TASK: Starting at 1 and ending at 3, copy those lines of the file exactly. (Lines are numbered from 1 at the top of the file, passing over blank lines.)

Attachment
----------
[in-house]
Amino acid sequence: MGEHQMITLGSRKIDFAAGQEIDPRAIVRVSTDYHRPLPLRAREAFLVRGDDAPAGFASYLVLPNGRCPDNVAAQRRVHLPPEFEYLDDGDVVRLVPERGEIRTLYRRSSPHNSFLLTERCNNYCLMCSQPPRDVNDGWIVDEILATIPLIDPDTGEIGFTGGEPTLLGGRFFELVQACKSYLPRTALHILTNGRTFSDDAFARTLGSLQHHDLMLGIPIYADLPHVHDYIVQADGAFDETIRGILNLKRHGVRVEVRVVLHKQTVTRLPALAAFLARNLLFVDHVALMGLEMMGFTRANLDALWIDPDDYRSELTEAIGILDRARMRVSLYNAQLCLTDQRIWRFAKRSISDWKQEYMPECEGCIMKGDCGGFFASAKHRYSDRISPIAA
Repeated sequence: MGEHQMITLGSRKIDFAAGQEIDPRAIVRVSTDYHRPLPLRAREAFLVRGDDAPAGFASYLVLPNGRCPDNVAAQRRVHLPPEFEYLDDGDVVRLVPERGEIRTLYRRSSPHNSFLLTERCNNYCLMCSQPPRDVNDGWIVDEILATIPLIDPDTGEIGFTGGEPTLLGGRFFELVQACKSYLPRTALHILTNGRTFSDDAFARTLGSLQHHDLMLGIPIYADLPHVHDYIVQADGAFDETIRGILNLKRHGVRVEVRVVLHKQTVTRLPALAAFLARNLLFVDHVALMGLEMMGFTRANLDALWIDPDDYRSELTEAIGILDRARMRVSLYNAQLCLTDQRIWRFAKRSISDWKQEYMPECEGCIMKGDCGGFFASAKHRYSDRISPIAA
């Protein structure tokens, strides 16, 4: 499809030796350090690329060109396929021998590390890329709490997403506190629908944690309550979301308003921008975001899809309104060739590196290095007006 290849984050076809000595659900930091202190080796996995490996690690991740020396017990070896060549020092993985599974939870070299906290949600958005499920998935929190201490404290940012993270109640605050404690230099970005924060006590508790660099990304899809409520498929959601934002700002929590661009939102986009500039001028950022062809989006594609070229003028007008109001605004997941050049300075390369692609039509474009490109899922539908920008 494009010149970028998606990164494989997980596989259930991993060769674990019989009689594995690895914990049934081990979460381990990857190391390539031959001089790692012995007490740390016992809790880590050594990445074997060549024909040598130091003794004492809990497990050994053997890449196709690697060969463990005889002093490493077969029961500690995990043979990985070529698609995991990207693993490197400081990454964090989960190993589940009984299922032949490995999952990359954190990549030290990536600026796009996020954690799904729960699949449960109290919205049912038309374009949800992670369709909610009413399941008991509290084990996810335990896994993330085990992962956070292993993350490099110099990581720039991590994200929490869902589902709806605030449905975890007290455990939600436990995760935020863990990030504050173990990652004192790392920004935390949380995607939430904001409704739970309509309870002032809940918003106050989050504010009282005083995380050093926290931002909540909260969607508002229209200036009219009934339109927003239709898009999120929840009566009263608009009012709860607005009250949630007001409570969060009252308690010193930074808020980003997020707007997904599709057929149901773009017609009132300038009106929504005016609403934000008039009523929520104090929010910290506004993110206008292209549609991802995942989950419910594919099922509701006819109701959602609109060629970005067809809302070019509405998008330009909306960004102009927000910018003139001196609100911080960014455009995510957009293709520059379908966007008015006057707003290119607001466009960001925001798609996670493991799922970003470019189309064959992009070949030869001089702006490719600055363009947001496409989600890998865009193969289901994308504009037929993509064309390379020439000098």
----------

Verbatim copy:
[in-house]
Amino acid sequence: MGEHQMITLGSRKIDFAAGQEIDPRAIVRVSTDYHRPLPLRAREAFLVRGDDAPAGFASYLVLPNGRCPDNVAAQRRVHLPPEFEYLDDGDVVRLVPERGEIRTLYRRSSPHNSFLLTERCNNYCLMCSQPPRDVNDGWIVDEILATIPLIDPDTGEIGFTGGEPTLLGGRFFELVQACKSYLPRTALHILTNGRTFSDDAFARTLGSLQHHDLMLGIPIYADLPHVHDYIVQADGAFDETIRGILNLKRHGVRVEVRVVLHKQTVTRLPALAAFLARNLLFVDHVALMGLEMMGFTRANLDALWIDPDDYRSELTEAIGILDRARMRVSLYNAQLCLTDQRIWRFAKRSISDWKQEYMPECEGCIMKGDCGGFFASAKHRYSDRISPIAA
Repeated sequence: MGEHQMITLGSRKIDFAAGQEIDPRAIVRVSTDYHRPLPLRAREAFLVRGDDAPAGFASYLVLPNGRCPDNVAAQRRVHLPPEFEYLDDGDVVRLVPERGEIRTLYRRSSPHNSFLLTERCNNYCLMCSQPPRDVNDGWIVDEILATIPLIDPDTGEIGFTGGEPTLLGGRFFELVQACKSYLPRTALHILTNGRTFSDDAFARTLGSLQHHDLMLGIPIYADLPHVHDYIVQADGAFDETIRGILNLKRHGVRVEVRVVLHKQTVTRLPALAAFLARNLLFVDHVALMGLEMMGFTRANLDALWIDPDDYRSELTEAIGILDRARMRVSLYNAQLCLTDQRIWRFAKRSISDWKQEYMPECEGCIMKGDCGGFFASAKHRYSDRISPIAA